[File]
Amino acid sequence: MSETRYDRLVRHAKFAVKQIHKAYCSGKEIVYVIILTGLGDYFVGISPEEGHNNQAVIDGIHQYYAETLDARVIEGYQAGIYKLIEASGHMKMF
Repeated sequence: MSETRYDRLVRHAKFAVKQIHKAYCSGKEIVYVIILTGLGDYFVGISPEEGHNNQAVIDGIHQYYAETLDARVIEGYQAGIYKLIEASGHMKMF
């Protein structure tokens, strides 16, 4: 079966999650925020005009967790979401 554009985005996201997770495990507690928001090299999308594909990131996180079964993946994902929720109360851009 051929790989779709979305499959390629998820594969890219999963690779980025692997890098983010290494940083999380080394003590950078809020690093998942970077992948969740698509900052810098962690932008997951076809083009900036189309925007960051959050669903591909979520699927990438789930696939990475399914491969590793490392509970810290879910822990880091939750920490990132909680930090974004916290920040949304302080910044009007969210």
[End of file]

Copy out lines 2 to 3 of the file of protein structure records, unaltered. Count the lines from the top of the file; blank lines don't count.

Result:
Repeated sequence: MSETRYDRLVRHAKFAVKQIHKAYCSGKEIVYVIILTGLGDYFVGISPEEGHNNQAVIDGIHQYYAETLDARVIEGYQAGIYKLIEASGHMKMF
């Protein structure tokens, strides 16, 4: 079966999650925020005009967790979401 554009985005996201997770495990507690928001090299999308594909990131996180079964993946994902929720109360851009 051929790989779709979305499959390629998820594969890219999963690779980025692997890098983010290494940083999380080394003590950078809020690093998942970077992948969740698509900052810098962690932008997951076809083009900036189309925007960051959050669903591909979520699927990438789930696939990475399914491969590793490392509970810290879910822990880091939750920490990132909680930090974004916290920040949304302080910044009007969210």